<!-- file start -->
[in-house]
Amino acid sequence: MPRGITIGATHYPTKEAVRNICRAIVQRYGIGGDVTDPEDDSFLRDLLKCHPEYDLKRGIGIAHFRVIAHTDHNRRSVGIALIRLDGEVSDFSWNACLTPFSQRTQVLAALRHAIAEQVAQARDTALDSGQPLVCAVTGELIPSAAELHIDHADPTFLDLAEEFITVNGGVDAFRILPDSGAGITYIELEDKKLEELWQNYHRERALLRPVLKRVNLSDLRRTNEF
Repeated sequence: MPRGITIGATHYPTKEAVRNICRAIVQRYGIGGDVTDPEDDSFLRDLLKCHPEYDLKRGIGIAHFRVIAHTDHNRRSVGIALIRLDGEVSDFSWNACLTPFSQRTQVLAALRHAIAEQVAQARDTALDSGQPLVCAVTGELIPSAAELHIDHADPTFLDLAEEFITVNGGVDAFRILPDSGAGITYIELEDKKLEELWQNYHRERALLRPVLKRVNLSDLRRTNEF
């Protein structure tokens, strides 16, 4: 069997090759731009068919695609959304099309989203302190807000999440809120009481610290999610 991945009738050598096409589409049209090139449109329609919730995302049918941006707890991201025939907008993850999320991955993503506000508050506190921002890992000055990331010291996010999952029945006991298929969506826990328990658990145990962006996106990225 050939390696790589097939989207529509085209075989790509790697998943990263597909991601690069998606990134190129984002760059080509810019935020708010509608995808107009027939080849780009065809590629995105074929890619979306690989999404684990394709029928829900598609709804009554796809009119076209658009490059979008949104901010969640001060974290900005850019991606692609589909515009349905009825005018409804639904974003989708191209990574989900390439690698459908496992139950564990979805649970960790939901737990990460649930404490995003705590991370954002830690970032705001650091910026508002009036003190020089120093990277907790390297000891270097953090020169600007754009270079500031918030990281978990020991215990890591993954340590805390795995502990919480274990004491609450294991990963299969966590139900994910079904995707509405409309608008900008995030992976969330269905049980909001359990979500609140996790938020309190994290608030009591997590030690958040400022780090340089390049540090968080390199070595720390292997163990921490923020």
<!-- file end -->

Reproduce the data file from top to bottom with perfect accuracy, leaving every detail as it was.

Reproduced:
[in-house]
Amino acid sequence: MPRGITIGATHYPTKEAVRNICRAIVQRYGIGGDVTDPEDDSFLRDLLKCHPEYDLKRGIGIAHFRVIAHTDHNRRSVGIALIRLDGEVSDFSWNACLTPFSQRTQVLAALRHAIAEQVAQARDTALDSGQPLVCAVTGELIPSAAELHIDHADPTFLDLAEEFITVNGGVDAFRILPDSGAGITYIELEDKKLEELWQNYHRERALLRPVLKRVNLSDLRRTNEF
Repeated sequence: MPRGITIGATHYPTKEAVRNICRAIVQRYGIGGDVTDPEDDSFLRDLLKCHPEYDLKRGIGIAHFRVIAHTDHNRRSVGIALIRLDGEVSDFSWNACLTPFSQRTQVLAALRHAIAEQVAQARDTALDSGQPLVCAVTGELIPSAAELHIDHADPTFLDLAEEFITVNGGVDAFRILPDSGAGITYIELEDKKLEELWQNYHRERALLRPVLKRVNLSDLRRTNEF
């Protein structure tokens, strides 16, 4: 069997090759731009068919695609959304099309989203302190807000999440809120009481610290999610 991945009738050598096409589409049209090139449109329609919730995302049918941006707890991201025939907008993850999320991955993503506000508050506190921002890992000055990331010291996010999952029945006991298929969506826990328990658990145990962006996106990225 050939390696790589097939989207529509085209075989790509790697998943990263597909991601690069998606990134190129984002760059080509810019935020708010509608995808107009027939080849780009065809590629995105074929890619979306690989999404684990394709029928829900598609709804009554796809009119076209658009490059979008949104901010969640001060974290900005850019991606692609589909515009349905009825005018409804639904974003989708191209990574989900390439690698459908496992139950564990979805649970960790939901737990990460649930404490995003705590991370954002830690970032705001650091910026508002009036003190020089120093990277907790390297000891270097953090020169600007754009270079500031918030990281978990020991215990890591993954340590805390795995502990919480274990004491609450294991990963299969966590139900994910079904995707509405409309608008900008995030992976969330269905049980909001359990979500609140996790938020309190994290608030009591997590030690958040400022780090340089390049540090968080390199070595720390292997163990921490923020």